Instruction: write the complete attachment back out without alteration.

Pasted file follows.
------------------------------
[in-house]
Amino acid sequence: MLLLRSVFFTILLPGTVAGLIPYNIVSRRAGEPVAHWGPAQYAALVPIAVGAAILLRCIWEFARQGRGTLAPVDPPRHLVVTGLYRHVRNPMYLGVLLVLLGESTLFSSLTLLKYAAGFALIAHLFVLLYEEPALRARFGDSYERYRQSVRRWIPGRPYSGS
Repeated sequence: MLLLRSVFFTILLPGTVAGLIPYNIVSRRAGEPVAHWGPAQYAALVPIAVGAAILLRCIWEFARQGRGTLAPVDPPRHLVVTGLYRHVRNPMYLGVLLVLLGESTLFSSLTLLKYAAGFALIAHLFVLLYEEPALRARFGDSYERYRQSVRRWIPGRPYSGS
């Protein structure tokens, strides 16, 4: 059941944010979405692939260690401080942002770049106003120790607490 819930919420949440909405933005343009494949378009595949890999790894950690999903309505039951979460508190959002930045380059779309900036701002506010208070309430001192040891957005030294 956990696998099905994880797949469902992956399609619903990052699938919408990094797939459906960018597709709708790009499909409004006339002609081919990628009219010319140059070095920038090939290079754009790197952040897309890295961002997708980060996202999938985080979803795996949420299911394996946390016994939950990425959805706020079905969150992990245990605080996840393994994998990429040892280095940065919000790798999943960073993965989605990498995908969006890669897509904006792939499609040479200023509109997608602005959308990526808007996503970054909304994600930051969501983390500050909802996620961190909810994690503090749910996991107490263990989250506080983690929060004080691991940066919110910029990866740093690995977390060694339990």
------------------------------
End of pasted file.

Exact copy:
[in-house]
Amino acid sequence: MLLLRSVFFTILLPGTVAGLIPYNIVSRRAGEPVAHWGPAQYAALVPIAVGAAILLRCIWEFARQGRGTLAPVDPPRHLVVTGLYRHVRNPMYLGVLLVLLGESTLFSSLTLLKYAAGFALIAHLFVLLYEEPALRARFGDSYERYRQSVRRWIPGRPYSGS
Repeated sequence: MLLLRSVFFTILLPGTVAGLIPYNIVSRRAGEPVAHWGPAQYAALVPIAVGAAILLRCIWEFARQGRGTLAPVDPPRHLVVTGLYRHVRNPMYLGVLLVLLGESTLFSSLTLLKYAAGFALIAHLFVLLYEEPALRARFGDSYERYRQSVRRWIPGRPYSGS
């Protein structure tokens, strides 16, 4: 059941944010979405692939260690401080942002770049106003120790607490 819930919420949440909405933005343009494949378009595949890999790894950690999903309505039951979460508190959002930045380059779309900036701002506010208070309430001192040891957005030294 956990696998099905994880797949469902992956399609619903990052699938919408990094797939459906960018597709709708790009499909409004006339002609081919990628009219010319140059070095920038090939290079754009790197952040897309890295961002997708980060996202999938985080979803795996949420299911394996946390016994939950990425959805706020079905969150992990245990605080996840393994994998990429040892280095940065919000790798999943960073993965989605990498995908969006890669897509904006792939499609040479200023509109997608602005959308990526808007996503970054909304994600930051969501983390500050909802996620961190909810994690503090749910996991107490263990989250506080983690929060004080691991940066919110910029990866740093690995977390060694339990």